“I would say I’m quite shy. So doing stuff on my phone all of a sudden, it actually forced me out of my comfort zone and to really sit down with my acoustic guitar.”

Lucy started posting acoustic covers of classic rock songs, doing her own versions of Arctic Monkeys, Paul Weller, the Stone Roses. “I think I like the way those songs are written by male artists, so I’m kinda taking something and interpreting it completely differently,” she says. “There’s something interesting about singing someone else’s song, cos they’ve written a story and you can flip it on it’s head.”

But one video in particular, a rendition Oasis’ Songbird, garnered significant attention, with Liam Gallagher leaving a comment to say that it was “celestial”.

“When I put it up I didn’t think anything of it,” Lucy says. “I thought it would get five likes and one of them would be from my uncle. But someone messaged me and said, ‘Look who’s talking about you’. And I thought, ‘Is this actually real?’ The night it happened it was almost overwhelming. My phone kept lighting up, it was crazy.”

While she may not be rubbing shoulders with Gallagher brothers every day, Lucy is very familiar with the UK music scene as she’s been based in Liverpool for several years, having moved there soon after she got her A-level results.

“I was still so young when I got to Liverpool,” she says. “It was like my university, it was like an education. I love going into all the bars with someone playing Beatles’ covers. I made friends with people from the Wombats, The Coral. I met so many people who taught me a lot about music.”

When the pandemic hit, however, Lucy came back to Belfast. “Being back in your hometown is good, but it can also make you lazy I suppose,” she says. “When you’re in the big city, surrounded by loads of other musicians, it gives you that drive.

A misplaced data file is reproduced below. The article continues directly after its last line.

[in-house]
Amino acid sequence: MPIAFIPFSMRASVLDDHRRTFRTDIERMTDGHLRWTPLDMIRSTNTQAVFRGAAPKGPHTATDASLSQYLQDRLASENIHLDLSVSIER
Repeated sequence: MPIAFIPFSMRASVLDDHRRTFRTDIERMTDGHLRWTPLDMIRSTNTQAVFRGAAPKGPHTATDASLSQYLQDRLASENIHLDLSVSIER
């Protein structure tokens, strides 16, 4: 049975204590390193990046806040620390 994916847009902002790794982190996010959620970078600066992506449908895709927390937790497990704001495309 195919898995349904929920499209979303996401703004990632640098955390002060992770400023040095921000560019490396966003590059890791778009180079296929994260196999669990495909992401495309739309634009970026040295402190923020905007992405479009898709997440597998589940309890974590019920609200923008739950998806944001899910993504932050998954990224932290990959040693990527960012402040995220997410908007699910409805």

“But it’s been good to have that relaxation at home. I’ve definitely written my best stuff to date. So, even if lockdown has been a pain in the ass, it has been beneficial.”

“I was still so young when I got to Liverpool. It was like my university,"

Photography by Roisin Murphy O’Sullivan

Can’t Escape and Send Me Away were written and recorded “ages ago”, Lucy says, and so she’s now eager to get this new material released. While she remains tight-lipped about the producers she is working with, she seems pretty excited, describing it as a “big deal” for her.

“I can’t wait to get this stuff out. I feel having two songs online isn’t enough, it doesn’t encapsulate an artist. I don’t know what direction this new stuff is going to go in – but I think I’ve definitely got some cools songs.”

These songs may form the basis of an EP in 2021, while a full album is likely further down the road. “I’ve definitely got an album’s worth of material but I don’t feel I have an ‘album’ yet,” she adds.

It’s hard to predict what the new year will bring for any of us, but Lucy is certainly hoping that the live music scene will bounce back, that gigs will return in some form, and that she can get her new music out into the world.

But until the day that she can return to a stage in a crowded pub in Belfast or Dublin or Liverpool, Lucy hopes to keep connecting with people online through video performances.

“I was watching Beck do one the other day and thought it was so cool,” she says. “He’s in LA in his house, in his natural habitat, and I can just watch him from my room. Lockdown has taken away this mystique that some artists have and has almost levelled the playing field for everyone. I like that, I like people to be honest.

“That’s why I’m excited about releasing my new songs – they’re honest and the kind of music that I want to be listening to.”